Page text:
It’s Human Nature To Blame Others For Problems While Taking Credit For Success
Because of human nature, Republicans are now taking credit for any positive news regarding the economy. And you know that whenever something bad happens, it will be the fault of the opposite party.
The same could be said for the Democrats.
Paul D. Ryan, the House Speaker, said the “economy is on a roll,” and they’ve “worked hard” to make this happen (1). Trump, as well, has been tweeting about it constantly, a fact that the traditional media hates.
According to The Time’s survey, SurveyMonkey, 56% of Americans give Trump at least a little bit of credit for the improving economy (1).
Americans like Joe McGrath, a manager for a lighting manufacturer, has claimed that the loosening of regulations and tax cuts has allowed his business to flourish, while he claimed that initially, he hated Trump.
But, because he followed through – or at least tried to follow through with campaign promises – Trump had won him over.
According to the Times, the state of the economy is “rarely” a factor when determining the account of an election (1). Republicans have lost seats during a flourishing economy, and they’ve gained seats during an economic downturn.
The Times states that political scientists claim the presidential approval rating plays a much larger role in determining if their party will win rather than economic success (1).
The Economy Is Actually A Great Predictor Of the Success Of The Incumbent Party
However, according to a research paper from Alan S Blinder and Mark W Watson at Princeton University, the success of the economy plays a very significant role in the future success of the incumbent political party (the party who is currently in power) (4).
According to their paper, a large and widely acknowledged body of research shows that “macroeconomic performance is a strong predictor of U.S. presidential election outcomes(4).”
In many cases throughout the history of the United States, the economy made more of an impact on the race for the presidency than the presidential candidate’s strategies, debating skills, and physical and personality attributes (3).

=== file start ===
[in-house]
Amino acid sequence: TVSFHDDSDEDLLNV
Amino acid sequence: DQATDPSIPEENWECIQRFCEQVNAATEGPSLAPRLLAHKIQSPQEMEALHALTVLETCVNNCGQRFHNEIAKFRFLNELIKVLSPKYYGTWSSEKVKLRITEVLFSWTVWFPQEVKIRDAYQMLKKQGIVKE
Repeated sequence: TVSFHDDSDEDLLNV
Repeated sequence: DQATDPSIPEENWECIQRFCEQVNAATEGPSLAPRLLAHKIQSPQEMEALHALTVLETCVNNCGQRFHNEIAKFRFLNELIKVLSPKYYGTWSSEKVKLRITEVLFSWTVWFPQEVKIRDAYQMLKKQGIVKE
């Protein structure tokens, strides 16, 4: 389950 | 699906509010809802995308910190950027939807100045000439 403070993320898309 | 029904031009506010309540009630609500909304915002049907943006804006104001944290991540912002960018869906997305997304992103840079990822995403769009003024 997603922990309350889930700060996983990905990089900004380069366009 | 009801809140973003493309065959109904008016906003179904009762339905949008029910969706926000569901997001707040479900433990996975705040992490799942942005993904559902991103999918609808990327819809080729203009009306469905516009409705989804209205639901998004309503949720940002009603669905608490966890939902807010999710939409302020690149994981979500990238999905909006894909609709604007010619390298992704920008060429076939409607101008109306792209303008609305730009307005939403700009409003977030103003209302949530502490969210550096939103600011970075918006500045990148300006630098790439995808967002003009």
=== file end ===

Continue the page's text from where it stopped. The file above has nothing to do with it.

Black-Americans’ confidence is currently the highest it has been since Barack Obama’s administration (1). Trump has frequently pointed to rising rates of employment in the black community.
As it was previously reported, the Republicans passed their $1.5 trillion tax cut and Americans have – for the most part – loved it (1). However, now, Americans are divided by 48% and 47% on their approval of the new tax rollbacks (1).
While Democrats have the general tendency to think the tax cuts don’t matter, Republicans, of course, feel better about them.
American families who say they’re better off – who jumped from 29% to 36% from the previous December – are overwhelmingly Republican.
Laura Wronski, a scientist at Survey Monkey, said that it’s “clear” the tax cuts had a positive effect on Republican confidence (1).
Either way, the average person’s tendency to conform to their social group, whether its based on political affiliation or not, is very strong.
It isn’t that the media is “corrupt,” it’s just that their partisan way of looking at things bleeds into everything they say and do, and it’s easy to see it with the rise of unconventional journalism.
With the advent of alternative media, traditional outlets and publications don’t have a stranglehold on the narrative anymore.
If a person is curious, as to whether or not something is true, or if an outlet is being honest, one can simply Google it, and find if the evidence backs up the story.
For instance, when Donald Trump referred to MS-13 gang members as “animals,” traditional media cut out the portion of the interview where the journalist explicitly referenced the MS-13. The result?
It made it seem as though Trump was referring to all Latin Americans and illegal immigrants as “animals” (6).
This is how partisan media polarizes the American public, in addition to tanking the public’s trust in traditional media outlets.
It doesn’t take long for the average person to look up the real video on YouTube, and figure out what Trump actually said.
And it makes it look even worse when the alt-media calls them out for their partisanship and misrepresentation of the truth, and then they back-track on it and try to justify their initial statements.
This kind of dishonest reporting isn’t good for anyone.
All it does is shake the average person’s trust in both government and traditional media, and it paves the way for disillusionment with the system, as opposing parties continue to attack each other for things that we all know are merely for the sake of making each other look bad.